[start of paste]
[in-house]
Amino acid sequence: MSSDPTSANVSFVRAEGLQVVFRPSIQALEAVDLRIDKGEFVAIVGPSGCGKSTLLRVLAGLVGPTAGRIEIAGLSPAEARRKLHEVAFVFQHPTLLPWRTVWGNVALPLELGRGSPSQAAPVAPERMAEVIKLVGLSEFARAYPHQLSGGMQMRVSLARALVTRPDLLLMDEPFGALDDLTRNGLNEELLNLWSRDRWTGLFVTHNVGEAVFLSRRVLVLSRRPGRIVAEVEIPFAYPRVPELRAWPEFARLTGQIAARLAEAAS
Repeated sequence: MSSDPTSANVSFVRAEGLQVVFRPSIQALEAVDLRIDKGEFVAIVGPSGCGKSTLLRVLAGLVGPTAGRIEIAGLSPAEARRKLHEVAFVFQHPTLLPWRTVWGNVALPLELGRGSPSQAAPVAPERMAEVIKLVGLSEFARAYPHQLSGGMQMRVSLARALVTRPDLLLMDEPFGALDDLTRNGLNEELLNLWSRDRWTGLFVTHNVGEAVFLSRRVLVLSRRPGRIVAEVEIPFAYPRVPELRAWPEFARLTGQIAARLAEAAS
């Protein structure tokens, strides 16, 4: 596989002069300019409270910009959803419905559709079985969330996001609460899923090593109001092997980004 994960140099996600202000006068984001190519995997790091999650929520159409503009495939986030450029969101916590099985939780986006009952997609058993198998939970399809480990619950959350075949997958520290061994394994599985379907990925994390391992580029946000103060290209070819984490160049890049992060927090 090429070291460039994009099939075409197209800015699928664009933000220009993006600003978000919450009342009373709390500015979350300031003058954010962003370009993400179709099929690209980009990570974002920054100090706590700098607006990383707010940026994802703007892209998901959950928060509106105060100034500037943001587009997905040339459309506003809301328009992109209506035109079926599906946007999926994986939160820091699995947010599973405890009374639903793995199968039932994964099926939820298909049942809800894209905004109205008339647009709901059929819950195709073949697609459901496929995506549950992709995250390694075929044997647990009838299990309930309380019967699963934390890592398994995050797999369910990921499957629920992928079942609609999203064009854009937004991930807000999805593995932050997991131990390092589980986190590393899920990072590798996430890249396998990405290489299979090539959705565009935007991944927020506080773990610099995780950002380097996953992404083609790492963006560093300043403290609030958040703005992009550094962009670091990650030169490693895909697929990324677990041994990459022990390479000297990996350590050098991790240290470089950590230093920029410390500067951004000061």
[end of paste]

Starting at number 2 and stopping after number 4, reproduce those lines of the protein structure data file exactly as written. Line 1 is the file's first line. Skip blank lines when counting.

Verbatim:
Amino acid sequence: MSSDPTSANVSFVRAEGLQVVFRPSIQALEAVDLRIDKGEFVAIVGPSGCGKSTLLRVLAGLVGPTAGRIEIAGLSPAEARRKLHEVAFVFQHPTLLPWRTVWGNVALPLELGRGSPSQAAPVAPERMAEVIKLVGLSEFARAYPHQLSGGMQMRVSLARALVTRPDLLLMDEPFGALDDLTRNGLNEELLNLWSRDRWTGLFVTHNVGEAVFLSRRVLVLSRRPGRIVAEVEIPFAYPRVPELRAWPEFARLTGQIAARLAEAAS
Repeated sequence: MSSDPTSANVSFVRAEGLQVVFRPSIQALEAVDLRIDKGEFVAIVGPSGCGKSTLLRVLAGLVGPTAGRIEIAGLSPAEARRKLHEVAFVFQHPTLLPWRTVWGNVALPLELGRGSPSQAAPVAPERMAEVIKLVGLSEFARAYPHQLSGGMQMRVSLARALVTRPDLLLMDEPFGALDDLTRNGLNEELLNLWSRDRWTGLFVTHNVGEAVFLSRRVLVLSRRPGRIVAEVEIPFAYPRVPELRAWPEFARLTGQIAARLAEAAS
């Protein structure tokens, strides 16, 4: 596989002069300019409270910009959803419905559709079985969330996001609460899923090593109001092997980004 994960140099996600202000006068984001190519995997790091999650929520159409503009495939986030450029969101916590099985939780986006009952997609058993198998939970399809480990619950959350075949997958520290061994394994599985379907990925994390391992580029946000103060290209070819984490160049890049992060927090 090429070291460039994009099939075409197209800015699928664009933000220009993006600003978000919450009342009373709390500015979350300031003058954010962003370009993400179709099929690209980009990570974002920054100090706590700098607006990383707010940026994802703007892209998901959950928060509106105060100034500037943001587009997905040339459309506003809301328009992109209506035109079926599906946007999926994986939160820091699995947010599973405890009374639903793995199968039932994964099926939820298909049942809800894209905004109205008339647009709901059929819950195709073949697609459901496929995506549950992709995250390694075929044997647990009838299990309930309380019967699963934390890592398994995050797999369910990921499957629920992928079942609609999203064009854009937004991930807000999805593995932050997991131990390092589980986190590393899920990072590798996430890249396998990405290489299979090539959705565009935007991944927020506080773990610099995780950002380097996953992404083609790492963006560093300043403290609030958040703005992009550094962009670091990650030169490693895909697929990324677990041994990459022990390479000297990996350590050098991790240290470089950590230093920029410390500067951004000061």